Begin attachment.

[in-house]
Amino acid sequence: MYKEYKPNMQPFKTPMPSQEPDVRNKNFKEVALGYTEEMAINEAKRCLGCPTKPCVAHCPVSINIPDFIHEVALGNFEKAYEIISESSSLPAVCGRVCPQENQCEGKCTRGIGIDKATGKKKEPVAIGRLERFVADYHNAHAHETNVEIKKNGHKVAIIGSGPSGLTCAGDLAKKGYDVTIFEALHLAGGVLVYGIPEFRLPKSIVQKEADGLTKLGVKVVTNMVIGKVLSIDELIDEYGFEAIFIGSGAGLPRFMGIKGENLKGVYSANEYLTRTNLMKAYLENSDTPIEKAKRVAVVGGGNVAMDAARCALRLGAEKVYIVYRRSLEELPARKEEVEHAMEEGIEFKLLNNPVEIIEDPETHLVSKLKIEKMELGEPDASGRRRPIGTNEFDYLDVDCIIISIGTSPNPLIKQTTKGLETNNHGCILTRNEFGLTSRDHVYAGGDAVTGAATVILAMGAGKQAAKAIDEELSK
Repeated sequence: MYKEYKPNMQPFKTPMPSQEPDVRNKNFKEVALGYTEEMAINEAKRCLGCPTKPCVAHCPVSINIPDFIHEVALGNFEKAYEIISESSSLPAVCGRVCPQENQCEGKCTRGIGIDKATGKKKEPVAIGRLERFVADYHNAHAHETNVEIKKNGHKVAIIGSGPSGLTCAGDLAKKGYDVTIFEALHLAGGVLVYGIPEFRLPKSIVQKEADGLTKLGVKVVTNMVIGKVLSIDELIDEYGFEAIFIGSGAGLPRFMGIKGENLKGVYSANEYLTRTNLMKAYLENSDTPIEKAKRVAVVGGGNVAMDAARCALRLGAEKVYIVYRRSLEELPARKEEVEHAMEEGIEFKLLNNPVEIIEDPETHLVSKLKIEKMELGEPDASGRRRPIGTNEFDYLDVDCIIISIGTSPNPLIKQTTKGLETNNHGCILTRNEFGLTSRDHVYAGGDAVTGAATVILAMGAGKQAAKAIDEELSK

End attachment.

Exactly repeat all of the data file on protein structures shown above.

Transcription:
[in-house]
Amino acid sequence: MYKEYKPNMQPFKTPMPSQEPDVRNKNFKEVALGYTEEMAINEAKRCLGCPTKPCVAHCPVSINIPDFIHEVALGNFEKAYEIISESSSLPAVCGRVCPQENQCEGKCTRGIGIDKATGKKKEPVAIGRLERFVADYHNAHAHETNVEIKKNGHKVAIIGSGPSGLTCAGDLAKKGYDVTIFEALHLAGGVLVYGIPEFRLPKSIVQKEADGLTKLGVKVVTNMVIGKVLSIDELIDEYGFEAIFIGSGAGLPRFMGIKGENLKGVYSANEYLTRTNLMKAYLENSDTPIEKAKRVAVVGGGNVAMDAARCALRLGAEKVYIVYRRSLEELPARKEEVEHAMEEGIEFKLLNNPVEIIEDPETHLVSKLKIEKMELGEPDASGRRRPIGTNEFDYLDVDCIIISIGTSPNPLIKQTTKGLETNNHGCILTRNEFGLTSRDHVYAGGDAVTGAATVILAMGAGKQAAKAIDEELSK
Repeated sequence: MYKEYKPNMQPFKTPMPSQEPDVRNKNFKEVALGYTEEMAINEAKRCLGCPTKPCVAHCPVSINIPDFIHEVALGNFEKAYEIISESSSLPAVCGRVCPQENQCEGKCTRGIGIDKATGKKKEPVAIGRLERFVADYHNAHAHETNVEIKKNGHKVAIIGSGPSGLTCAGDLAKKGYDVTIFEALHLAGGVLVYGIPEFRLPKSIVQKEADGLTKLGVKVVTNMVIGKVLSIDELIDEYGFEAIFIGSGAGLPRFMGIKGENLKGVYSANEYLTRTNLMKAYLENSDTPIEKAKRVAVVGGGNVAMDAARCALRLGAEKVYIVYRRSLEELPARKEEVEHAMEEGIEFKLLNNPVEIIEDPETHLVSKLKIEKMELGEPDASGRRRPIGTNEFDYLDVDCIIISIGTSPNPLIKQTTKGLETNNHGCILTRNEFGLTSRDHVYAGGDAVTGAATVILAMGAGKQAAKAIDEELSK